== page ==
Apr 30, 2009|
Let’s face it: most cheap furniture inevitably collapses after a few months and then ends up in the landfill, so why not invest in some furniture that’s long-lasting, beautiful and most of all, eco-friendly? Tree is a furniture company that reuses old wood sourced from around Asia to create its pieces. Some of it comes from old fishing boats, others from unused railway tracks, and all of it is certified eco-friendly. Every wood-based product from Tree is Forest Stewardship Council (FSC) certified.
22 Elgin St., Central, 2841-8844, www.tree.com.hk
If you haven’t gotten around to making the switch to energy-efficient lightbulbs yet, well there’s no time like the present. Though they’re more expensive at around $30 each, fluorescent lightbulbs give off less carbon dioxide and last nearly 10 times longer than regular bulbs, saving you money in the long run. Most electrical appliance stores stock them, or you could check out Zodiac Lighting in Wan Chai, which offers a variety of bulbs.
G/F, Tak On Mansion, 32-34 Morrison Hill Rd., Wan Chai. 2832-9987, www.zodiaclighting.com.
Green roofs—where a lawn or other plant life is installed on the roof of a building—are a much-needed addition to the roofs of Hong Kong buildings. In addition to contributing to urban greening and improving the air quality of the surrounding area, green roofs also absorb sunlight, keeping the building cool. If you have a rooftop apartment and are thinking about creating a green roof, then check out Waste and Environmental Technologies, a company that has created several green roof projects in the city.
601-602, 6/F, Lakeside2, 10 Science Park West Avenue, Phase II, Hong Kong Science Park, Sha Tin, 2602-0308, www.wastech.com.hk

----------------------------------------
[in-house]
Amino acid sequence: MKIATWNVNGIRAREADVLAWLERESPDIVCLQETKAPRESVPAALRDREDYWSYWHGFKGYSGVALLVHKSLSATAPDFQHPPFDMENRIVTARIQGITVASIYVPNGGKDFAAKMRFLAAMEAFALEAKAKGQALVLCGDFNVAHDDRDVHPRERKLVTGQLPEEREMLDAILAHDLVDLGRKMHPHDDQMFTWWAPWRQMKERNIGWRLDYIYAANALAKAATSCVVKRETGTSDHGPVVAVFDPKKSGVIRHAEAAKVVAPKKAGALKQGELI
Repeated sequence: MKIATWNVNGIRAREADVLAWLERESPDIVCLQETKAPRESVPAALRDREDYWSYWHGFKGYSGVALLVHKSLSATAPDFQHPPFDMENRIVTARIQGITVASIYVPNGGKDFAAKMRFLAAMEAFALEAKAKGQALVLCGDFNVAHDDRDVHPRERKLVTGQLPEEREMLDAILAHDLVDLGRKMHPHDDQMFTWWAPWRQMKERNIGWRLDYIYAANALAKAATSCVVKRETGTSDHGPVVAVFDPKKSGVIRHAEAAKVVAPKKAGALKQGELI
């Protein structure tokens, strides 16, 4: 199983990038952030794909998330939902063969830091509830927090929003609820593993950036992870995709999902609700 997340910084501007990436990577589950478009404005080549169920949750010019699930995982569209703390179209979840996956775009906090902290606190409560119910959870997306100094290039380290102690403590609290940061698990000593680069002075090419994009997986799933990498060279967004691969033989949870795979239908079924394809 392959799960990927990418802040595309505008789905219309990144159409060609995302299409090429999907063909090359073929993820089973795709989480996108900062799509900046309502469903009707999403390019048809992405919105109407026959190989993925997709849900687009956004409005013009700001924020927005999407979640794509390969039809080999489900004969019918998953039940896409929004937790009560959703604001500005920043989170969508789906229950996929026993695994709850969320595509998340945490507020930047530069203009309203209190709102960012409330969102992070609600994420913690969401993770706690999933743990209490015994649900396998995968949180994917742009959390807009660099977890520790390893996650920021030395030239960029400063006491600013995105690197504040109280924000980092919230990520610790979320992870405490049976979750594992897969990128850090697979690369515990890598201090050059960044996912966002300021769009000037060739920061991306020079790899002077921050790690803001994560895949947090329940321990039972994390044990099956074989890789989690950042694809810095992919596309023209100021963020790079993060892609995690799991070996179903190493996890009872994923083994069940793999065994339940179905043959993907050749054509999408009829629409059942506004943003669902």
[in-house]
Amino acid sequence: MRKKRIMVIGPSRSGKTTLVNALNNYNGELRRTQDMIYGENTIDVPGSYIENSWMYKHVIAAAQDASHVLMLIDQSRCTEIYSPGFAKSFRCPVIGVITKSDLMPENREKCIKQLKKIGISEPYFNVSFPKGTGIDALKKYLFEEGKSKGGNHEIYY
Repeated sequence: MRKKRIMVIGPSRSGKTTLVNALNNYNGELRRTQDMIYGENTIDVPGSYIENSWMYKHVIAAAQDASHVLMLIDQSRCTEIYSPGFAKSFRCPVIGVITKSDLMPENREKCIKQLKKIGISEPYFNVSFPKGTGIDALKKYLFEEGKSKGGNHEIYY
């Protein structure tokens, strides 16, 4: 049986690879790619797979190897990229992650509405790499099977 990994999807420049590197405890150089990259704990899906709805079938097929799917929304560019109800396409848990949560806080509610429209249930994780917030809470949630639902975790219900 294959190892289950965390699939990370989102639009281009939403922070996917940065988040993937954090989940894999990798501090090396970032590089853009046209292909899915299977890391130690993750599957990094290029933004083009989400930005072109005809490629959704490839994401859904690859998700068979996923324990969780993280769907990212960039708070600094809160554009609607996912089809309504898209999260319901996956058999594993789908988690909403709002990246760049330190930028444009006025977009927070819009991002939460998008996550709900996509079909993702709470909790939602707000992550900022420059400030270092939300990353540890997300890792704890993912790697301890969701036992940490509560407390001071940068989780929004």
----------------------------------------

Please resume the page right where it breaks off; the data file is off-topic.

If that seems like too much work for you, you can always grow some simple potted plants on your balcony. Even a few plants can help boost oxygen levels both in and around your home. Try to go for indigenous species that don’t require much care. Try Prince Florist for a wide range of fresh plants.
Prince Florist 198 Prince Edward Rd. West, Mong Kok, 2380-1982
In Hong Kong, there’s no shortage of sunlight during the summer, so consider installing a passive solar water heater in your home. Try Ceplat, which offers a variety of solar products. The 220 watt model costs $4,840 and the 110 watt model costs $2,420.
The government has a mandatory energy efficiency labeling scheme for appliances, so next time you go shopping, check the label on the appliance, which will have a Grade from 1-5 with Grade 1 being the most energy-efficient. If you’re looking for a Grade 1 refrigerator, then try Hitachi. Most of its products have a Grade 1 rating, starting from around $2,730 from Fortress.
G/F, Yu Sung Boon Building, 107 - 111 Des Voeux Rd., Central. 2544-4385
For a one-stop eco shop, check out the China Light and Power store, CLP Eco Home. It deals specifically with energy-efficient products and offers several household items, such as a induction cookers and electric water heaters, all of which are highly energy-efficient and ideal for small Hong Kong apartments.
188 Sai Yeung Choi St. South, Mong Kok, 2678-6368